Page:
Lab 21 makes fungal diagnostics breakthrough
Lab21 Limited in Cambridge has made a breakthrough in fungal diagnostics to combat a dangerous invasive infection.
An evaluation of a commercial test of its new assay suggests the UK company has stolen a global march in the detection of invasive Aspergillosis (IA).
Lab21, a global specialist in personalised medicine and clinical diagnostics, reports a successful test of its MycAssay Aspergillus assay, to detect IA in a mixed population of 158 patients with underlying haematological or critical illness.
The prospective evaluation was performed by Professor Sanguinetti’s team at the Institute of Microbiology in Rome.
The vast majority of cases of IA are the result of the patient being immunocompromised – their immune systems are not working as efficiently as they could. The reason could be one of a few causes, including chemotherapy & radiotherapy for cancer treatment ; bone marrow transplant; the use of immunosuppressive drugs after a transplant; genetic defects; diabetes; AIDS or overuse of some steroids.
Some organs are 'less well' protected by the immune system as they have a less rich blood supply.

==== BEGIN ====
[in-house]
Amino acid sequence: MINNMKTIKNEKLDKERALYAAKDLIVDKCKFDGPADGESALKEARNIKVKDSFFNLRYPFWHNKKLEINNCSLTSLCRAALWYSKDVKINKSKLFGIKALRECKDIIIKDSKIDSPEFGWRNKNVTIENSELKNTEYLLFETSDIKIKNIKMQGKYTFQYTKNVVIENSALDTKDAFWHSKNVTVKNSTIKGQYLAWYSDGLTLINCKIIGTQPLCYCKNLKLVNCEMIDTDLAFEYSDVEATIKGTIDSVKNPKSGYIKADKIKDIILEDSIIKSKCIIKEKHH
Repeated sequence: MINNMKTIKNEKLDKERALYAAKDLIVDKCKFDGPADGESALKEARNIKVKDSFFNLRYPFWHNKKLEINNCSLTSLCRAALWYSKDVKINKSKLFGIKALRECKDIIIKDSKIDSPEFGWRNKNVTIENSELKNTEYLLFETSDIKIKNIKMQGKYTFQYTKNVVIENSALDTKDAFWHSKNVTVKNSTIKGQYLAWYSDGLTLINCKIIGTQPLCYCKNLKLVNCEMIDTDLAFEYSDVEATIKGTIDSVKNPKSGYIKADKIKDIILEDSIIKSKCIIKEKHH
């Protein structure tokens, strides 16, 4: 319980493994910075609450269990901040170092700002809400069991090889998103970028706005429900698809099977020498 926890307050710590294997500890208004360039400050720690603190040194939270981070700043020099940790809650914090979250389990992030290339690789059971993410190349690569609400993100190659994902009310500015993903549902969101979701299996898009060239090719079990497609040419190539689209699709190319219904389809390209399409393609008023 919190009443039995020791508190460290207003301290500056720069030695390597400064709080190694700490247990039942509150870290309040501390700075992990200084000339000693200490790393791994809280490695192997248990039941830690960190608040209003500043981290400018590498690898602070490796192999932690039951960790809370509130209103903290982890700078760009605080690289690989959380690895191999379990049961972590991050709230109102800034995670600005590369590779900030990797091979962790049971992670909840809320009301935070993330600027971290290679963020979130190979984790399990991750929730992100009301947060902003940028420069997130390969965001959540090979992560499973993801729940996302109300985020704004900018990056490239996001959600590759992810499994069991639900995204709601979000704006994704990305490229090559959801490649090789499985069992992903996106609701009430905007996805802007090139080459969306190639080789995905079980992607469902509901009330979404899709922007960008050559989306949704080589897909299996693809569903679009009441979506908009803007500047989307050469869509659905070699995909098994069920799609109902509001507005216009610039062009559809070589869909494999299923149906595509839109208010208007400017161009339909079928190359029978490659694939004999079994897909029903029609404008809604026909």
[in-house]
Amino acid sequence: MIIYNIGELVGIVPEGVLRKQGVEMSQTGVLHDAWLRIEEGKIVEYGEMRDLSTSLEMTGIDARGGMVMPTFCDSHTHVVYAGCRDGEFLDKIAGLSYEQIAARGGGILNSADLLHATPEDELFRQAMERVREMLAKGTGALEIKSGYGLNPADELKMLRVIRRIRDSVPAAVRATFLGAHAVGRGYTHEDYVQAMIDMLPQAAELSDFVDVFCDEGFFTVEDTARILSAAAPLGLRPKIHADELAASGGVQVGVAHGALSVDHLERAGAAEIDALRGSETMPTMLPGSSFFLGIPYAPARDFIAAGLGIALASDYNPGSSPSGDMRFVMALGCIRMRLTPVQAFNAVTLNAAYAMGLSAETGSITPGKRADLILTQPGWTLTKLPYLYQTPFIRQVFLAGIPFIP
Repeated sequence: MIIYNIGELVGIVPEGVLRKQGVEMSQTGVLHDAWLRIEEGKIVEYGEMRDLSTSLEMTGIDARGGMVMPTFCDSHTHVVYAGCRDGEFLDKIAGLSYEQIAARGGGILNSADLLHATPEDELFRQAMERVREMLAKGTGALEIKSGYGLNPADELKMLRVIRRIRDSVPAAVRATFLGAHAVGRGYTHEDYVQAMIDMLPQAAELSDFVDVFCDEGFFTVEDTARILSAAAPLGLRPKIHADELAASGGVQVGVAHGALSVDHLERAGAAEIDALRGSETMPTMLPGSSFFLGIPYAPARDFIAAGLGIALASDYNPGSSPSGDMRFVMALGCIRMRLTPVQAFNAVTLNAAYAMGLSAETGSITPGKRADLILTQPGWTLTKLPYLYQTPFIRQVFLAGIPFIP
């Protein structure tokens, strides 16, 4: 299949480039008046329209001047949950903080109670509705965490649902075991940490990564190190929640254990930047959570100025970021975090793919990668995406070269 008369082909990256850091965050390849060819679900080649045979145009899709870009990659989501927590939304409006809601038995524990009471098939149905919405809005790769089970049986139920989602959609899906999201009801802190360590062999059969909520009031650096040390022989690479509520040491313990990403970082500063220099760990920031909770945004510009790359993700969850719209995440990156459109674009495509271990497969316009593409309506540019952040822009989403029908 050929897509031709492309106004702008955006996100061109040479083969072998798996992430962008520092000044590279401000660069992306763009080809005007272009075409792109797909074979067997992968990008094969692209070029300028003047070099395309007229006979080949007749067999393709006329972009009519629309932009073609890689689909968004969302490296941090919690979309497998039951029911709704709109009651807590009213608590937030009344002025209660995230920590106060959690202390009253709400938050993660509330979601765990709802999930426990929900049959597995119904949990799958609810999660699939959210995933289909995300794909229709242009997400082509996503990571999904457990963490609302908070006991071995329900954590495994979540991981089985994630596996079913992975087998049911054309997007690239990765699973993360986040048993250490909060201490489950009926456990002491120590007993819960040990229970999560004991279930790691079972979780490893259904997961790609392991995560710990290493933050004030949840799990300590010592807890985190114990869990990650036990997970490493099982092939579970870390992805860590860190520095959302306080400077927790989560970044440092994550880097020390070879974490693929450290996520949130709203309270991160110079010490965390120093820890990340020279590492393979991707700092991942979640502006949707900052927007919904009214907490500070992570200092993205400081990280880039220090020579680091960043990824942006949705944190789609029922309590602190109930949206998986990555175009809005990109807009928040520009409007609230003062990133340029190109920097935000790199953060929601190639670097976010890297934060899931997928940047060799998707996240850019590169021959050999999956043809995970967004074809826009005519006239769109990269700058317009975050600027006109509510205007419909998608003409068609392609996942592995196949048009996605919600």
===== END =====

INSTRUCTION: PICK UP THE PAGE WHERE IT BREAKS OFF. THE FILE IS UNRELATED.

The Lab21 evaluation tested the reliability and performance of the Myconostica assay compared with clinical diagnosis and conventional diagnostic tests, such as culture and one of the current commercial gold-standards which is based around the detection of galactomannan (GM) in serum.
The data generated from bronchoalveolar lavage samples showed that MycAssay Aspergillus is a sensitive and specific molecular test for the diagnosis of IA which, in these early studies, appears to perform better than other assays in the study and is far superior to culture.
Berwyn Clarke, CSO at Lab21 said: “The results of this evaluation confirm that our new CE-marked assay for the diagnosis of IA represents a first-in-class addition to fungal diagnostics enabling faster, more reliable and sensitive case detection. We are in the process of conducting additional studies to firmly establish its clinical utility in high-risk settings.”
Professor David Denning, University of Manchester, an expert in fungal disease added. “Invasive aspergillosis is usually a hidden, clinical silent disease. Early detection of IA is critical for improved patient outcomes.
“Current tests are insensitive or suffer from false-positive and false-negative results. These new data are very promising in the context of haematological or critical illness and hopefully can be introduced into routine fungal disease guidelines at the earliest opportunity.”